Just a few years ago, I was mute when it came to my feelings of my president in a public setting.
When a colleague made a comment at lunch that she didn’t understand the big deal of having the first black president, my first thought was, The hell you mean, bih? But it was a total Issa Rae in Insecure moment where I’d reserve my true response for my bathroom mirror and offer something a little less telling in reality like continuing to chew my beef noodle dish while someone else answered.
When then-President Barack Obama ran and ultimately won for a second term, I set up a separate, personal Twitter account to show my support because I didn’t want to offend potential readers on the account I used to build my writing career. I also saved strong commentary for my friends, who likewise kept their political opinions private because they worked in conservative fields like public education and corporate America.
Part of our restraint was due to the fact that we’re all black women.
Earning a whole 37 cents less than white men nationally, we didn’t want to say anything to lower that gap another 63 cents only to have to fight for unemployment benefits or damage the rapport we managed to develop with our peers across departments. And considering that we often have to work two to three times as hard to get recognition or a promotion, we learned to bite our tongues and mask them with fake smiles because we wanted all of our coins.
But our lips and tongues hurt.
With the departure of our beloved 44th president, Barack Obama, comes Donald Trump, sometimes dubbed “45” among other names. Last month, ESPN sports journalist Jemele Hill called Trump “the most ignorant, offensive president” and a “white supremacist who has largely surrounded himself [with] other white supremacists.”
I didn’t see the lie. The man stays name-calling, saying insensitive things or mixing pettiness with politics. Had I seen her tweets in real time, I would’ve quote-tweeted them with praise and clap emojis – from my writer account because that’s my mood nowadays.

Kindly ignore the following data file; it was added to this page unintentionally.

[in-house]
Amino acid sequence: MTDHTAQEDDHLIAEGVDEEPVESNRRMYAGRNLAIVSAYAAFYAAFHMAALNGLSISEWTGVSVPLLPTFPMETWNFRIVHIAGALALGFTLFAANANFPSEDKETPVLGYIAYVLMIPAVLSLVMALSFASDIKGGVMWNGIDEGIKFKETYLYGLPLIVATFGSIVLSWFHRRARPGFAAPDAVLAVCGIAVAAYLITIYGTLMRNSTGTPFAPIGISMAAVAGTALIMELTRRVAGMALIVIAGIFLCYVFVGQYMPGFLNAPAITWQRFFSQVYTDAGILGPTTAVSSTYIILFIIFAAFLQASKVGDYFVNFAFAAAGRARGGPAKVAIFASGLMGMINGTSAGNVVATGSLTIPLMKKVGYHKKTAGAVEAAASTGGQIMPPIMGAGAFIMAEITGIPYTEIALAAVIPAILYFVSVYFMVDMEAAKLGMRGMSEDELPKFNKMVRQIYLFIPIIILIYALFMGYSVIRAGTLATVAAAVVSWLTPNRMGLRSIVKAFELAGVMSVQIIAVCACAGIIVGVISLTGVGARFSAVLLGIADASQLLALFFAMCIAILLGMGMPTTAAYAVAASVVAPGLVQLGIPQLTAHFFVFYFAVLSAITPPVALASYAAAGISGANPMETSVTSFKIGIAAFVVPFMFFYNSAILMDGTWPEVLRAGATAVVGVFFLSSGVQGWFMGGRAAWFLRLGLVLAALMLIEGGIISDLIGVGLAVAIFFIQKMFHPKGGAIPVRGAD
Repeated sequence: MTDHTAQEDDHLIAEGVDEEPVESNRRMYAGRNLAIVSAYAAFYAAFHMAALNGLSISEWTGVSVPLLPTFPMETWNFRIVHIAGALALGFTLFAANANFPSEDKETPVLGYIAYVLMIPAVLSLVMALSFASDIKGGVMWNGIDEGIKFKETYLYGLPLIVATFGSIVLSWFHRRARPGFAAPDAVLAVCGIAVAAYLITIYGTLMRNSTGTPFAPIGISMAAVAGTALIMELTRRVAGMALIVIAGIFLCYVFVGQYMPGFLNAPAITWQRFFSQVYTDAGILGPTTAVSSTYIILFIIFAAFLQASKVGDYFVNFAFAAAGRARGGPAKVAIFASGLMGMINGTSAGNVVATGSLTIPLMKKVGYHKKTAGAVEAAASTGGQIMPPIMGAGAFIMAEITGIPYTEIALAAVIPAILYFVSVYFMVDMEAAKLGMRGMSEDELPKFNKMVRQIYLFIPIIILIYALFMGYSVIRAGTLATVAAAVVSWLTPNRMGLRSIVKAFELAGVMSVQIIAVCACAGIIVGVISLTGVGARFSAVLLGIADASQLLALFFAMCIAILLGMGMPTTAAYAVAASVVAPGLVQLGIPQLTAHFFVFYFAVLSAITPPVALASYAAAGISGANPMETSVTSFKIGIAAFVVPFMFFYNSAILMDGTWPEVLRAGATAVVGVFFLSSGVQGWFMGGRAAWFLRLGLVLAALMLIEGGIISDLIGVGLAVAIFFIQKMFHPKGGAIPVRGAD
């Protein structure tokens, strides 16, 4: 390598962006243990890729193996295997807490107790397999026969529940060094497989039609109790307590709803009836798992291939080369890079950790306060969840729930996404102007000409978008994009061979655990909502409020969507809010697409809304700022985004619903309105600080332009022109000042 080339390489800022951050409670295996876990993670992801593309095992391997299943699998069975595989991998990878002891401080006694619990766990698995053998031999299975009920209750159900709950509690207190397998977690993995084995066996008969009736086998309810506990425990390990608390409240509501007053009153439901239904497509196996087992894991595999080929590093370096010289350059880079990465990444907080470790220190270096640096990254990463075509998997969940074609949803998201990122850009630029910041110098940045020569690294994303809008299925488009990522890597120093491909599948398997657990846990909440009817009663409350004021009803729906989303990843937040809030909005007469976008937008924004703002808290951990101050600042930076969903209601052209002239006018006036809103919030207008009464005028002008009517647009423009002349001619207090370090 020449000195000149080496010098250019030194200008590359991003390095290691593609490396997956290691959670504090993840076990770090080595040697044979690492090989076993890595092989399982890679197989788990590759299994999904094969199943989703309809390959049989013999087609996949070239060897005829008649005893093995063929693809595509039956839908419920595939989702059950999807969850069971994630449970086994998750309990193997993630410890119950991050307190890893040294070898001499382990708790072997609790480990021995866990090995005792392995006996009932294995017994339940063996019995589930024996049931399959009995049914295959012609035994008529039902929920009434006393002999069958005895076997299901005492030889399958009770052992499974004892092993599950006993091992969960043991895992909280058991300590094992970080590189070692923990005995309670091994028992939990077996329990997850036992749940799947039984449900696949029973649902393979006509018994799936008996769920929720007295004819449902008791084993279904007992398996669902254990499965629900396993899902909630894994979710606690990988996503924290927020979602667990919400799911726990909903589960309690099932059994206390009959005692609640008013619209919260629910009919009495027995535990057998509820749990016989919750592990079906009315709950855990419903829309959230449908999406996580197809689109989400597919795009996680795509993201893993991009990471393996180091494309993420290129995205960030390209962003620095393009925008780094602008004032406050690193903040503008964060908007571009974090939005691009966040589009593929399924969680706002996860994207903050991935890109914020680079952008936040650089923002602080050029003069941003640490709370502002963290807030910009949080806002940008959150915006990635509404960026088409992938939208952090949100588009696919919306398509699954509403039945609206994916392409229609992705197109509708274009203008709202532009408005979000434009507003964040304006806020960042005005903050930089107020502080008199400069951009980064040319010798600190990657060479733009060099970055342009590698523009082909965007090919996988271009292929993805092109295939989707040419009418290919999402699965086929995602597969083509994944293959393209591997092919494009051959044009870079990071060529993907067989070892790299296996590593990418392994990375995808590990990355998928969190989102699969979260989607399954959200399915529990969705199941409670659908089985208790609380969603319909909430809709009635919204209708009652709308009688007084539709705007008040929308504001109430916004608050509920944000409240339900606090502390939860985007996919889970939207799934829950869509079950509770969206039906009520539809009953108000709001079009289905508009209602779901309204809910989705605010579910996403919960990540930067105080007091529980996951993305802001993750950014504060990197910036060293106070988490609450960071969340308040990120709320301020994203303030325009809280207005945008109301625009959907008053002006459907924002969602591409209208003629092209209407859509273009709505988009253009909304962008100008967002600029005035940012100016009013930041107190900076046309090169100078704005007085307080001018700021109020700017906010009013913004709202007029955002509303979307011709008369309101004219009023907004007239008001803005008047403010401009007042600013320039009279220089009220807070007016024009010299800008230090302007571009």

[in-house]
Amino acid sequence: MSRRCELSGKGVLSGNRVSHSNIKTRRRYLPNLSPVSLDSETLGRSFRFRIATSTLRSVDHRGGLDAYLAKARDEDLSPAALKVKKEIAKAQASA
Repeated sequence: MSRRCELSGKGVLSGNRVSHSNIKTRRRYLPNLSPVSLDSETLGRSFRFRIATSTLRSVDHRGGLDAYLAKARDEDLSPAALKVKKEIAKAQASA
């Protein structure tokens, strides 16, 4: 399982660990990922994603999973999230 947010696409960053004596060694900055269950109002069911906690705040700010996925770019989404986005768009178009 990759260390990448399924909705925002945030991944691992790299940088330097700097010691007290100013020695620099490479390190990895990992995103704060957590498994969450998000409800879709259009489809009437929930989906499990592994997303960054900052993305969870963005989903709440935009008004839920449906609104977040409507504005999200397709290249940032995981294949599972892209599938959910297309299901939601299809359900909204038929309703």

Somewhere between 45’s defense of white nationalists as “some very fine people” and his description of a majority black group as “sons of b-tches,” many more of us have grown appalled by the blatant racism and the consequent message that it’s okay to mistreat us wherever we occupy space and that includes our jobs. Until now we’ve sat back like our Grandmas who’ve watched a grandchild act a fool from a distance but finally stepped in when we realized the very ones who made him like this couldn’t or wouldn’t shut down his shenanigans. So we’ve spoken up without mincing our words mainly because we didn’t even want him as our president in the first place. We still claim number 44.
Other visible women have begun to use their platform to point out the disregard for our brown humanity like Rihanna, who hopped into 45’s mentions last week – twice – to remind him that Puerto Rico needed hurricane relief in case he forgot.
Even our young black women take an active stance against racial injustice like Yara Shahidi – who recited a poem last week that included the words, “Trying to create unity but your policies make it impossible to believe in the power of we; it’s now you versus me.” – and the young high school student Kamryn, who knelt before her volleyball game in protest also last week only to be ostracized by her peers and their parents.
It’s an indication of a new group of active voices in the world of politics.
While we might’ve avoided political talk in the past because we wanted to preserve feelings or entire working relationships – or maybe we didn’t even feel directly affected by anything that happened in Washington – we’ve now found ourselves under an administration that could likely destroy our livelihood.
It has opened our eyes to the chaos and potential destruction it can cause to us, our families, homes, jobs, health, and security. It has made us realize we cannot stay silent.
And as long as 45 remains in office, we’ll be still standing, still watching, still writing, and still tweeting because we can’t bullied into silence.
The original version of this essay was published on xoNecole on Oct. 5, 2017.